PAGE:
Results

Two new mineral species, arsmirandite and lehmannite, have been found in the active Arsenatnaya fumarole29,30 located at the Second scoria cone of the Northern Breakthrough of the Great Tolbachik Fissure Eruption 1975–1976, Tolbachik volcano, Kamchatka Peninsula, Far-Eastern Region, Russia (55°41′N 160°14′E, 1200 m asl). The mineral assemblages encasing these halide-arsenates were formed in the temperature range between 500 and 700 °C22,30 and were located inside the fumarole. The detailed mineralogical description of the minerals will be given elsewhere. Polyoxocuprates occur as aggregates of greyish-green well-shaped crystals resembling rhombic dodecahedra (Fig. 1) that could easily be separated from the surrounding matrix. The chemical composition of arsmirandite and lehmannite were determined using electron-microprobe analysis (Table S0). The empirical formula of arsmirandite, calculated on the basis of 45 anions (O + Cl) pfu, is: Na17.06K0.51Ca0.06Pb0.08Mg0.11Mn0.01Cu11.73Zn0.08Al0.02 Fe3+0.92Ti0.10(As7.91S0.08P0.03Si0.02V0.01)Σ8.05O40.23Cl4.77. The empirical formula of lehmannite, calculated on the basis of the sum of tetrahedrally coordinated components (As+P + S + Si) = 8 apfu, is: Na17.92K0.18Ca0.24Cu11.59Fe3+0.21Ti0.85Sn0.11(As7.74S0.14P0.09Si0.03)Σ8O40.10F0.75Cl5.42. The idealized chemical formulae for arsmirandite and lehmannite were determined as Na18Cu122+Fe3+O8(AsO4)8Cl5 and Na18Cu122+Ti4+O8(AsO4)8FCl5, respectively.

Figure 1
figure1

Crystalline crusts of greenish black arsmirandite (a) and scanning electron microscopy (SEM) image of clusters of arsmirandite crystals (b).

The crystal structures of arsmirandite and lehmannite (Tables S1S7) are very similar, yet not identical. From the structural point of view, they are quite unusual and unique. The basic structural unit in both structures is a novel nanoscale (~1.5 nm across) polyoxocuprate cluster with the composition {[MCu12O8](AsO4)8} (M = Fe3+ and Ti4+, for arsmirandite and lehmannite, respectively) shown in Fig. 2. The most peculiar feature of the nanocluster is the presence of Fe3+ (arsmirandite) or Ti4+ (lehmannite; the tetravalent state of Ti confirmed by XANES spectroscopy (Fig. S3)) in a cubic coordination (Fig. 2a): the central unit of the nanocluster represents the slightly distorted (MO8) cube (Fig. 2a,d). The cubic coordination of Fe(III) and Ti(IV) has not been encountered so far in natural minerals, though several examples are known for synthetic compounds31,32,33,34. Each O atom of the (MO8) configuration is further coordinated by three Cu2+ cations (Fig. 2b) that have square-planar geometry by O atoms of the (AsO4) groups (Fig. 2c,e,f). The metal-oxide core of the nanocluster can also be represented in terms of oxocentered (OCu3M) tetrahedra27,28 that form an eightfold unit (Fig. 2g), which can be considered as a fragment of the crystal structure of fluorite, if the latter is described as a framework of (FCa4) tetrahedra. The [O8MCu12] core formed by eight oxocentered tetrahedra is surrounded by eight AsO4 tetrahedra that are in the face-to-face orientation relative to the (OCu3M) tetrahedra35 (Fig. 2h). The cubic nanoclusters are negatively charged and are surrounded by an array of Na+ cations and X anions (X = F, Cl) (Fig. 3), which requires further remark. The analysis of the Na array in arsmirandite and lehmannite (Figs. S1 and S2) shows that it is in fact a highly deficient face-centered cubic (fcc) lattice as observed, e.g. in the crystal structure of halite, NaCl36. The halite-like cubic pseudo-subcell can be obtained from the true unit cell using the matrix \((\frac{1}{2}00/0\frac{1}{4}0/\frac{1}{4}0\frac{1}{2})\), i.e. the structures of arsmirandite and lehmannite can be considered as the 2 × 4 × 4 supercell relative to the halite cell. The parameters of the halite-like cubic subcell, e.g., in lehmannite, are: ahal = 5.418, bhal = 5.273, chal = 5.279 Å, which shows that, realtive to halite, the deficient Na fcc array is compressed and tetragonally distorted.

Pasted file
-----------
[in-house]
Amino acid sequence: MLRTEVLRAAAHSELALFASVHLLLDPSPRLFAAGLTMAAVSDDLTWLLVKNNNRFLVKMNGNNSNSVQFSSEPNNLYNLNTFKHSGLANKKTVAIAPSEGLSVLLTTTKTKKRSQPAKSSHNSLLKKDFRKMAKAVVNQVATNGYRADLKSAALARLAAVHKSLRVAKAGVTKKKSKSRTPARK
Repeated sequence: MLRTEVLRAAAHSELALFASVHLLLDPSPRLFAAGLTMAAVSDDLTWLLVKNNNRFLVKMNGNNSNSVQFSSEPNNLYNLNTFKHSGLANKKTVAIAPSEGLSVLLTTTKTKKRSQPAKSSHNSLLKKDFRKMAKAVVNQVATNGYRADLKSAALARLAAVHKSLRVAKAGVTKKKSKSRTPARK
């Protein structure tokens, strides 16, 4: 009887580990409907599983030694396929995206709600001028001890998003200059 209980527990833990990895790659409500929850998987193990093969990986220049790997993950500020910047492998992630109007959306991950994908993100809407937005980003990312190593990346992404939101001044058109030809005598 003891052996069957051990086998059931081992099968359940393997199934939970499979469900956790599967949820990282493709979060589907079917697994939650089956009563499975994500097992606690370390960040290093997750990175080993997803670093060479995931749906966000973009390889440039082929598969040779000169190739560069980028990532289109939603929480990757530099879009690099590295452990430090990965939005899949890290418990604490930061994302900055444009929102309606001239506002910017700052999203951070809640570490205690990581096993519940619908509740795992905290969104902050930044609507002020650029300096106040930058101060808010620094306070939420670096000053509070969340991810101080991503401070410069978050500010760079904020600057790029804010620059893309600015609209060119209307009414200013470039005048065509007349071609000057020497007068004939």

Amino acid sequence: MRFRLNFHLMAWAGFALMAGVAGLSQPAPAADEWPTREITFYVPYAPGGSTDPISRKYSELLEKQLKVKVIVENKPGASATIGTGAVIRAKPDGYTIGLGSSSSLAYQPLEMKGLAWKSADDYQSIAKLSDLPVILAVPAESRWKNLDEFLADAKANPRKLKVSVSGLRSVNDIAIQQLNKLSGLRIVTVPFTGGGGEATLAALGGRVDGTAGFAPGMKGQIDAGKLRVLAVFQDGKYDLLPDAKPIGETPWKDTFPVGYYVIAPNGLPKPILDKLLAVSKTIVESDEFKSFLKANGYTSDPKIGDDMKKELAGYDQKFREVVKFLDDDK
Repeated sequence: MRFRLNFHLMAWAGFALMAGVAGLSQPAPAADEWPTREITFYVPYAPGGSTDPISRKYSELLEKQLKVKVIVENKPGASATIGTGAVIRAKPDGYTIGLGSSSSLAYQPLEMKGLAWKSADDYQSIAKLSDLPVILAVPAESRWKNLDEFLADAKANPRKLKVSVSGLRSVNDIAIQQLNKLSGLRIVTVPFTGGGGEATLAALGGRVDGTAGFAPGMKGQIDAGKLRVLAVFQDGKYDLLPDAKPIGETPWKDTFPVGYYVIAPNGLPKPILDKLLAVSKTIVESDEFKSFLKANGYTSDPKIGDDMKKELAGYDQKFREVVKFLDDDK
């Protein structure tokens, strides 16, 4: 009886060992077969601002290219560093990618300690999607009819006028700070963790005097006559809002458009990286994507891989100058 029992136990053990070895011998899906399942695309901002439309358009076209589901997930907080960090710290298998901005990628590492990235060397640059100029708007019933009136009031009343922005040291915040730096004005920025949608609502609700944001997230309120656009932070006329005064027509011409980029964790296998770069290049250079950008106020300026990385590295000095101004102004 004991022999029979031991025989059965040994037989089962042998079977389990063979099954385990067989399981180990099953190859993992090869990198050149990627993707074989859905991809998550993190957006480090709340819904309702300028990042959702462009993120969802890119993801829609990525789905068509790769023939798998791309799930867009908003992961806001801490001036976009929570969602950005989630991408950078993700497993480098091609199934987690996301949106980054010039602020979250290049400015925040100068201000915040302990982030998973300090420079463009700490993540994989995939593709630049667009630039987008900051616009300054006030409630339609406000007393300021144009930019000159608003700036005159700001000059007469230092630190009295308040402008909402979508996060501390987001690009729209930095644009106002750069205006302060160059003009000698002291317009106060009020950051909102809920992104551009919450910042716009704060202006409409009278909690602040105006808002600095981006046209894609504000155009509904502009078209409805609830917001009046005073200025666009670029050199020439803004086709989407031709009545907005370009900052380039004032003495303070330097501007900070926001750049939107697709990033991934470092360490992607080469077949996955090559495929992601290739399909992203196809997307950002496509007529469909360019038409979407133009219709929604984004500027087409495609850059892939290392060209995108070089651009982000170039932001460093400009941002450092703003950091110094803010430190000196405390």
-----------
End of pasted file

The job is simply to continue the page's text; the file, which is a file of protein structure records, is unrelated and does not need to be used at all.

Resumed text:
Figure 2
figure2

The structure of the polyoxocuprate nanoclusters in arsmirandite and lehmannite shown in ball-and-stick (a–c) and polyhedral (cation-centered (d–f) and combined anion- and cation-centered (g,h)) representations (exemplified by arsmirandite).

Figure 3
figure3

The crystal structure of arsmirandite with nanoclusters shown in cation-centered (a) and combined anion- and cation-centered (b) representations.

Discussion